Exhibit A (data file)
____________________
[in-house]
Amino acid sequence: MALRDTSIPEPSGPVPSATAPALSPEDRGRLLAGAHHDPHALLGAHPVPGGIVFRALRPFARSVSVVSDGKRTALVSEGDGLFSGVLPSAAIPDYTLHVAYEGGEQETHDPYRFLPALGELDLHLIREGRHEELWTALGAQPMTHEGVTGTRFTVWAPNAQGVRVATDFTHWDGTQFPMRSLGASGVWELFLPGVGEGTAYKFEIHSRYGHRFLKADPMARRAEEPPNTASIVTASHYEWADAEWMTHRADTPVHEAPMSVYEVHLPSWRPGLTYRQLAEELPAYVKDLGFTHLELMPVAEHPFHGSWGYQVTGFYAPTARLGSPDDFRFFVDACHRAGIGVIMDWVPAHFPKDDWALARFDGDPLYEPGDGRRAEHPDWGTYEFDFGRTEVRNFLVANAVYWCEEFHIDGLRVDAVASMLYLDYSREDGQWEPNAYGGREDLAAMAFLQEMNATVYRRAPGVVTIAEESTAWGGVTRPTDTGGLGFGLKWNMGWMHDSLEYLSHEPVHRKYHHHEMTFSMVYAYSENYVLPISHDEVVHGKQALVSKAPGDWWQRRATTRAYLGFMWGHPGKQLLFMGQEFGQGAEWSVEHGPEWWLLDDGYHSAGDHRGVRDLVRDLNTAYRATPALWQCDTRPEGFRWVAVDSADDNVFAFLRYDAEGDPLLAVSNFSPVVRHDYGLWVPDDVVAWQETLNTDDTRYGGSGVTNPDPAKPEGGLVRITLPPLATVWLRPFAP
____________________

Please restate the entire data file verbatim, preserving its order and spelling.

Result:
[in-house]
Amino acid sequence: MALRDTSIPEPSGPVPSATAPALSPEDRGRLLAGAHHDPHALLGAHPVPGGIVFRALRPFARSVSVVSDGKRTALVSEGDGLFSGVLPSAAIPDYTLHVAYEGGEQETHDPYRFLPALGELDLHLIREGRHEELWTALGAQPMTHEGVTGTRFTVWAPNAQGVRVATDFTHWDGTQFPMRSLGASGVWELFLPGVGEGTAYKFEIHSRYGHRFLKADPMARRAEEPPNTASIVTASHYEWADAEWMTHRADTPVHEAPMSVYEVHLPSWRPGLTYRQLAEELPAYVKDLGFTHLELMPVAEHPFHGSWGYQVTGFYAPTARLGSPDDFRFFVDACHRAGIGVIMDWVPAHFPKDDWALARFDGDPLYEPGDGRRAEHPDWGTYEFDFGRTEVRNFLVANAVYWCEEFHIDGLRVDAVASMLYLDYSREDGQWEPNAYGGREDLAAMAFLQEMNATVYRRAPGVVTIAEESTAWGGVTRPTDTGGLGFGLKWNMGWMHDSLEYLSHEPVHRKYHHHEMTFSMVYAYSENYVLPISHDEVVHGKQALVSKAPGDWWQRRATTRAYLGFMWGHPGKQLLFMGQEFGQGAEWSVEHGPEWWLLDDGYHSAGDHRGVRDLVRDLNTAYRATPALWQCDTRPEGFRWVAVDSADDNVFAFLRYDAEGDPLLAVSNFSPVVRHDYGLWVPDDVVAWQETLNTDDTRYGGSGVTNPDPAKPEGGLVRITLPPLATVWLRPFAP